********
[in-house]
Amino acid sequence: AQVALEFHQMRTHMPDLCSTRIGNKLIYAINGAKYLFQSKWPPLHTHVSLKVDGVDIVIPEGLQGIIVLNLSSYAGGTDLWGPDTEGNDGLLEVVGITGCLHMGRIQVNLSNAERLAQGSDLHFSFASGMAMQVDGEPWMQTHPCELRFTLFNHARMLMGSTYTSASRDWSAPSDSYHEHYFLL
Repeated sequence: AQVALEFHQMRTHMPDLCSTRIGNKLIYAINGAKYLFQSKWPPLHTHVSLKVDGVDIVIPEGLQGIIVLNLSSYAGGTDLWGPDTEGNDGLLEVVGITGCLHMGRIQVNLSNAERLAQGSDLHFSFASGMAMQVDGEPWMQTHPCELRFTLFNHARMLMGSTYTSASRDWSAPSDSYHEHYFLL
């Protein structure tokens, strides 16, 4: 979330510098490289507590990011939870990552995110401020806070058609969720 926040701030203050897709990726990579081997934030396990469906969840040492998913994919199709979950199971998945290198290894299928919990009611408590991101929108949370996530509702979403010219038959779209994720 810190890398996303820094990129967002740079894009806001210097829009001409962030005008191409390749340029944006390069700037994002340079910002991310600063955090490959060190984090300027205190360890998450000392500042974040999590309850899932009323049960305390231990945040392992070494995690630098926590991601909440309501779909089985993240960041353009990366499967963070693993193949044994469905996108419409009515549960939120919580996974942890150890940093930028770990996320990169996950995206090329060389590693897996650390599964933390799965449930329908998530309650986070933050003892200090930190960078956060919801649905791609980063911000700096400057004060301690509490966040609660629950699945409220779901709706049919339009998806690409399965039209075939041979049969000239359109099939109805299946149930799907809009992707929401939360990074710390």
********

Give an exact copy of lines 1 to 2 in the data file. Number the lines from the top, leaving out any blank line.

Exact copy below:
[in-house]
Amino acid sequence: AQVALEFHQMRTHMPDLCSTRIGNKLIYAINGAKYLFQSKWPPLHTHVSLKVDGVDIVIPEGLQGIIVLNLSSYAGGTDLWGPDTEGNDGLLEVVGITGCLHMGRIQVNLSNAERLAQGSDLHFSFASGMAMQVDGEPWMQTHPCELRFTLFNHARMLMGSTYTSASRDWSAPSDSYHEHYFLL